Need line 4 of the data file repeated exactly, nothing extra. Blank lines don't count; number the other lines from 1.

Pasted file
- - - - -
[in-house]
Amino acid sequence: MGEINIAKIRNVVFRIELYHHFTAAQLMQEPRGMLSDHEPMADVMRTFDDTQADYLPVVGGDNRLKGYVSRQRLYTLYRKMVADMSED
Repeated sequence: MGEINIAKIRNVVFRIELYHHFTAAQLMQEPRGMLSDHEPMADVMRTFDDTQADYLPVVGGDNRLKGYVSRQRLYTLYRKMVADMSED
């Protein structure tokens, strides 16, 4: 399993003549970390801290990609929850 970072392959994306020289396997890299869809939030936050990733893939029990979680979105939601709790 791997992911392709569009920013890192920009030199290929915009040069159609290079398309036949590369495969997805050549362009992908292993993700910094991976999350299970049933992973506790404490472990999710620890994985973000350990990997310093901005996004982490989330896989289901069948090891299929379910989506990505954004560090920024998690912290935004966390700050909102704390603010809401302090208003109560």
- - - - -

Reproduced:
């Protein structure tokens, strides 16, 4: 399993003549970390801290990609929850 970072392959994306020289396997890299869809939030936050990733893939029990979680979105939601709790 791997992911392709569009920013890192920009030199290929915009040069159609290079398309036949590369495969997805050549362009992908292993993700910094991976999350299970049933992973506790404490472990999710620890994985973000350990990997310093901005996004982490989330896989289901069948090891299929379910989506990505954004560090920024998690912290935004966390700050909102704390603010809401302090208003109560």